Why? Because from the way I see it, in the adoption triangle, they are the ones that come out the overall winners. They couldn’t, or preferred not to, physically reproduce. They adopted. Problem solved. Birth parents are the ones who relinquish their rights and their baby due to circumstances that are beyond their control to alter. Babies, by the way, have no say, no rights and are somehow expected to deal with a loss they are too young to mentally or emotionally wrap their wee minds around and equally too young to verbalize – and later when we do, we are mollified with fairy stories and ultimately end up feeling guilty for not being more grateful for being saved from the fate of being raised by people who loved us just as much as our adoptive parents do.

Being adopted is an emotional Kobayashi Maru. The no-win scenario that can’t be cheated.

Normally, I can muster up a bit of sympathy when adoptive parents sound off about the annoying media practice of pointing out the genetic status of celebrity children. It’s unnecessary, but I get the curiosity factor that drives it because many folks don’t know anyone who isn’t genetically tied to the family who raised them.

But what irritates me to words is the victim feel to the rants of adoptive parents driven to blog or otherwise express themselves. Sarah Coleman is the latest adoptive mother to cry “foul” when what is considered the “alternative reality” of adoption finds its way into the mainstream.

Official party line is that though there may be bumps and adjustments, the adopted children are all right. And mostly, we are. We aren’t maladjusted. We live and love and don’t seek therapy or take psychotropic medications any more than those of you blessed with “flesh of my flesh” families.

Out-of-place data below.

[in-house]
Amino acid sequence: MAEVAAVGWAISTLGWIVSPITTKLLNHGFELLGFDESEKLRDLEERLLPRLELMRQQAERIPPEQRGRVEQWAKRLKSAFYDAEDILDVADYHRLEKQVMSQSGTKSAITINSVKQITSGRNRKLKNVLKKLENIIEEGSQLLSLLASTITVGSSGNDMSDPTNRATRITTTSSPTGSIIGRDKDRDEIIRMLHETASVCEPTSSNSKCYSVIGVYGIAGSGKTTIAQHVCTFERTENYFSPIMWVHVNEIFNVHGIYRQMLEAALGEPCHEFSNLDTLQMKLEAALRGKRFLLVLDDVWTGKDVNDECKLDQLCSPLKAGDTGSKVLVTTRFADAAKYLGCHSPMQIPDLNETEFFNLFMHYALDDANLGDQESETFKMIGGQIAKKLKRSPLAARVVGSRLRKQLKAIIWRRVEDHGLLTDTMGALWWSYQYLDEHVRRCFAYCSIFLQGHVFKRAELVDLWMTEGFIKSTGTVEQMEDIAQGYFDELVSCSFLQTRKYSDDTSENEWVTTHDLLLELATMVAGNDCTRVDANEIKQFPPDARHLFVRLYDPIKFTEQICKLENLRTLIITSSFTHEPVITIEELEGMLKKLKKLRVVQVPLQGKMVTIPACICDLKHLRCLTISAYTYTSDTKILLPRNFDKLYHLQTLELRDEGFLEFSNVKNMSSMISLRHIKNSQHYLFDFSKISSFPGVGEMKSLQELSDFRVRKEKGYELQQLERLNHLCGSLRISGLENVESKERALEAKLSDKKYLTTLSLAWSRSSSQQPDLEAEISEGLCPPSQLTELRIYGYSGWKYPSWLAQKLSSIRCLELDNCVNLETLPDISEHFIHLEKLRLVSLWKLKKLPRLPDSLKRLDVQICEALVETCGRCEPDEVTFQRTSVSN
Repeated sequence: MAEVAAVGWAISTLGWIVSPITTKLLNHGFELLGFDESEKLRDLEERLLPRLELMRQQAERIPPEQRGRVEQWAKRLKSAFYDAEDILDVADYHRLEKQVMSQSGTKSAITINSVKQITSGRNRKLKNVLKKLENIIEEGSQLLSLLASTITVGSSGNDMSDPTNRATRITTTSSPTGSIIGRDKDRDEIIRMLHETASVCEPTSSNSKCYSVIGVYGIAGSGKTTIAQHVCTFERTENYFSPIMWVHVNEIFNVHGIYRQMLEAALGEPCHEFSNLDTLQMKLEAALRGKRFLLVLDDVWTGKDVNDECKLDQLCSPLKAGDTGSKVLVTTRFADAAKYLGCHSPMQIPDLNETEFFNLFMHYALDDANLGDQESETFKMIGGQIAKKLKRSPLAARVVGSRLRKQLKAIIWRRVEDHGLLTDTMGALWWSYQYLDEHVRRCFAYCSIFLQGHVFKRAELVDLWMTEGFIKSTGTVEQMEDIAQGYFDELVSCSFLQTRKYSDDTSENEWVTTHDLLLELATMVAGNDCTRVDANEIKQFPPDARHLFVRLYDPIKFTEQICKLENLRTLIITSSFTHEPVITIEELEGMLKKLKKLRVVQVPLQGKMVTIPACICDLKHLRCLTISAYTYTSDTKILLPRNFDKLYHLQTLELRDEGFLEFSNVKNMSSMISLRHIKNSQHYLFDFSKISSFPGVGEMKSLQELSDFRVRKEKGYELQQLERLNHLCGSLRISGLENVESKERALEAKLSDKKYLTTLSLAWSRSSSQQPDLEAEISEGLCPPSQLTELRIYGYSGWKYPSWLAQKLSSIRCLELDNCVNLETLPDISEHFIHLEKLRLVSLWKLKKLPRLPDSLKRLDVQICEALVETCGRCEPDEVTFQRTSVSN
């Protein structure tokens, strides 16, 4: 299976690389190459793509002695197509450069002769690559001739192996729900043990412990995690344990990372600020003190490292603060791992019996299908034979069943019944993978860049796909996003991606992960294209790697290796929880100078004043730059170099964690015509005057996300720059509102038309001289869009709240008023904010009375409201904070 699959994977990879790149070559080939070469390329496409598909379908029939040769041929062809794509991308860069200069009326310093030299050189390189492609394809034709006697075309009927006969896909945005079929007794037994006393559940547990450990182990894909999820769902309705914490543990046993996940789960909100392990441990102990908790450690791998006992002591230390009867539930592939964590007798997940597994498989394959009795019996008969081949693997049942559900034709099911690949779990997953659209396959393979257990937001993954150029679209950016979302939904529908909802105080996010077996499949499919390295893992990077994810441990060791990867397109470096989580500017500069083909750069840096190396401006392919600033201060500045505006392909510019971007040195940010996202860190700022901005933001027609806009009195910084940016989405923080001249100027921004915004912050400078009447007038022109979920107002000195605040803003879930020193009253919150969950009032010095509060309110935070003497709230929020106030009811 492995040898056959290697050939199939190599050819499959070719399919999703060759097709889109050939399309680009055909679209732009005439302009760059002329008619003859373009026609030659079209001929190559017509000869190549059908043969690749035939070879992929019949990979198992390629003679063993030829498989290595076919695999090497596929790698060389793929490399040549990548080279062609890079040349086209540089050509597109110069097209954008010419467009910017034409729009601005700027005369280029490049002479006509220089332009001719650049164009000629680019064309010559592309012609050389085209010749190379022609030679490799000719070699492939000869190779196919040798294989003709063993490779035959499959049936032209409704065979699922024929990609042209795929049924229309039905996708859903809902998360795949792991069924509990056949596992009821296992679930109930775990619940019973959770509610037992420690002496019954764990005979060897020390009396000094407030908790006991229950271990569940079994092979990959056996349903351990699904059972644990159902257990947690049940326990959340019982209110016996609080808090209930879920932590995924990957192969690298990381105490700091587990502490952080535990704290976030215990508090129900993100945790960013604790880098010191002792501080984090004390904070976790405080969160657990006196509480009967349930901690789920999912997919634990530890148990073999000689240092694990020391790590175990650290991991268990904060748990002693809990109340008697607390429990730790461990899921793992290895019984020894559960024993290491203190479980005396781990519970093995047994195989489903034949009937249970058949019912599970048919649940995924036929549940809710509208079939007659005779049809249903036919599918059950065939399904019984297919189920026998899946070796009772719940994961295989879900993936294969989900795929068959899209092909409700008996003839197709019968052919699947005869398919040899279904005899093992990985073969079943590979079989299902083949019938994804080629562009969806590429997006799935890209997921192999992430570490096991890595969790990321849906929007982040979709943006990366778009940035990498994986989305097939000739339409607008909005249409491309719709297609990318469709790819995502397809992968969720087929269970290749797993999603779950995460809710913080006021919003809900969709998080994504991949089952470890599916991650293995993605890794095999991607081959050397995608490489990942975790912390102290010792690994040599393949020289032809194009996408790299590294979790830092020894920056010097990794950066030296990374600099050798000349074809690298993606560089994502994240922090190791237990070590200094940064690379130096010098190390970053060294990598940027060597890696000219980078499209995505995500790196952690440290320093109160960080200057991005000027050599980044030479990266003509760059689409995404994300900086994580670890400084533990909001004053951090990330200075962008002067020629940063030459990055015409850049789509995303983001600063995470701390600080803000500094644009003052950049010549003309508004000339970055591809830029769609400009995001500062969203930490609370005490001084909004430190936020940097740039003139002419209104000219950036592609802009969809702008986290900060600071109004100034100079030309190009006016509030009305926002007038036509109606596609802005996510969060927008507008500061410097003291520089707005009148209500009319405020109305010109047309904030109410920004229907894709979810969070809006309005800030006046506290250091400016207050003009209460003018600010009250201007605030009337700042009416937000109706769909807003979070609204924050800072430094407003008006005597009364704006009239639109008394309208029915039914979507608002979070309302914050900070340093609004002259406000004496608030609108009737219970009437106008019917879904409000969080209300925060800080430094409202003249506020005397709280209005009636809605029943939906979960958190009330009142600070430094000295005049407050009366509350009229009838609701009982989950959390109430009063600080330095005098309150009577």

Coleman had her panties in a twist over the new movie, Mother and Child, which tells the story of a birth mother, her daughter and an infertile woman who eventually adopts in a way that portrays – in her opinion – adoption in a negative light. But the reality is that there are birth mothers whose lives stopped in any meaningful way when they gave up their babies. There are adoptees who resent having been adopted for reasons as complex as they are as people. There are adoptive parents who will admit – without guilt – that they would have preferred to have had genetic offspring and that adoption was their second choice.

Oh, wait. That last thing. The second choice? Yeah, I’ve never heard anyone admit that. Even though it’s true.

And maybe that’s Coleman’s real problem. Her inner Queen Gertrude feels guilty? If so, she should get over it. It’s not as if adopted children don’t know the score and – news flash – we still love our parents anyway.

My bottom line is this – as the baby in the whole adoption scenario – I am the only one with a legitimate right to take offense and I’m not. Why?

I know that birth mother. She’s my youngest sister who gave up her daughter at birth. And I know that bitter adult adoptee. My younger brother. I know the woman struggling with infertility who saw adoption as the last resort – she would be me. They are not far-fetched inventions of Hollywood. We are real. Our point of view should get equal play.